Denise wrote:How did yogurt fermentation begin? How did the poeple know what to use for a culture? Where would they have found the culture to use the first time? Did it ever become contaminated, and if so, how did they get a fresh starter?
Denise, I'm not sure anyone knows all this for sure, and I certainly don't. But I suspect, as with most things, it was partly accidental discovery, part luck, and maybe part providence.
Before the advent of ceramics and vessel making, it was common to carry fluids in natural "vessels," such as hollow gourds, animal skins and even animal stomachs. Some animal stomachs would still be imbibed with rennet, causing milk stored in it to curdle. This is probably how the first cheese was "accidentally" made.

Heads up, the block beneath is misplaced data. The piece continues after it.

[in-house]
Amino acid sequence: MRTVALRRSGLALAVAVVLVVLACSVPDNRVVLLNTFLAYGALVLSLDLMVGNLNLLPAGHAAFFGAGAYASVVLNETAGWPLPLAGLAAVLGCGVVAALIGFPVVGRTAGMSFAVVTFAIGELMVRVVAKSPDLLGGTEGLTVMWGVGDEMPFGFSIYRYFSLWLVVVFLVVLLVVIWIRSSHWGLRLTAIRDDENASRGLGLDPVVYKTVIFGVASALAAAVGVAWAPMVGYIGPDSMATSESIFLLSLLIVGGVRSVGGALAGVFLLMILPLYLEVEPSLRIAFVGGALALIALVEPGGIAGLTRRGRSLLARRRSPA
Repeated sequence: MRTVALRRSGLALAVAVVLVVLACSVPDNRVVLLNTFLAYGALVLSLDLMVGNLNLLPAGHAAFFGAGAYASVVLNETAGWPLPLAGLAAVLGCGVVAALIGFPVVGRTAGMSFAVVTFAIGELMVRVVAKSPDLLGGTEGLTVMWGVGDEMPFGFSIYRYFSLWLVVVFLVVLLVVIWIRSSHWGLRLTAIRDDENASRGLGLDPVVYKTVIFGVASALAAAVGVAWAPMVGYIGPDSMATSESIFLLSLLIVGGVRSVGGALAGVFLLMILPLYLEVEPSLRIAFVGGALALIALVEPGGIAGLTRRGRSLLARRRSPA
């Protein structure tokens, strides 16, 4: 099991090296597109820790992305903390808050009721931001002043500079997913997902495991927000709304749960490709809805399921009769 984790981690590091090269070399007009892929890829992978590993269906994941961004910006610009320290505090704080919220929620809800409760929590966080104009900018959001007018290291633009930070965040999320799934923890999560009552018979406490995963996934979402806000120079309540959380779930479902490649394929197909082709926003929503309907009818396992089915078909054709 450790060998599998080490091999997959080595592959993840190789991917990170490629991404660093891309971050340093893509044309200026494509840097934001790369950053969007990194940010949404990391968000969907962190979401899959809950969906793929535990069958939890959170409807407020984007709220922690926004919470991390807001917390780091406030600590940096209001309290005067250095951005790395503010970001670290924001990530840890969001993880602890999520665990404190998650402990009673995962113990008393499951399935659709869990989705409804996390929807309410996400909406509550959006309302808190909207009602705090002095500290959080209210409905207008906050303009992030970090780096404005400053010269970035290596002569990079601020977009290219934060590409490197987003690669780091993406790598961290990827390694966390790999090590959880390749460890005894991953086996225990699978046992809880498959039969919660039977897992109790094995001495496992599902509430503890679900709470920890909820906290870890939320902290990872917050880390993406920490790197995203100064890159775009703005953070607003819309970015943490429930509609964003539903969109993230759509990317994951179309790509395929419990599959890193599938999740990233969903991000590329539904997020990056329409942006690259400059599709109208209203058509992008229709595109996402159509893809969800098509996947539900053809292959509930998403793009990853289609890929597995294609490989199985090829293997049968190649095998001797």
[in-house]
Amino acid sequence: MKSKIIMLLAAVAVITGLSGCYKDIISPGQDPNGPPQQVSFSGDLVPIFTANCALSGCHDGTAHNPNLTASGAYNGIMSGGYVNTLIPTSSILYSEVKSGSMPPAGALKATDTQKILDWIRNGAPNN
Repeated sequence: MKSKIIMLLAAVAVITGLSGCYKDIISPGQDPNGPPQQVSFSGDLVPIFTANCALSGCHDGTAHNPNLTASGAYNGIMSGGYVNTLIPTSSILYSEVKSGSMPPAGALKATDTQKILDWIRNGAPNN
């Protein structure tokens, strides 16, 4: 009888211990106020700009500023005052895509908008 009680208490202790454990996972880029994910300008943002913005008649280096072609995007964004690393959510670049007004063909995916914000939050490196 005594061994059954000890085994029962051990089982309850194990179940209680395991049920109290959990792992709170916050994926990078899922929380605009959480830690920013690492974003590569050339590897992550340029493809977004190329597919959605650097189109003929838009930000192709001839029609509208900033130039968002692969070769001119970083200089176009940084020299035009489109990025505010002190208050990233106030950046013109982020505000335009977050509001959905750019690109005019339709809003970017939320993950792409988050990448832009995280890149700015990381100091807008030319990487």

Raw milk carries its own cultures. These cultures vary from place to place, animal to animal. Once it was discovered that milk from a particular place naturally turned into what we now call yogurt or kefir, that culture was preserved. Because the aforementioned vessels (and un-glazed pottery) were porous, they would have remained inoculated with these cultures. Each subsequent batch of milk (or fruit juice or honey-water, etc.) poured into the vessel would begin to ferment in whatever fashion the culture provided.
"And no one pours new wine into old wineskins. If he does, the new wine will burst the skins, the wine will run out and the wineskins will be ruined."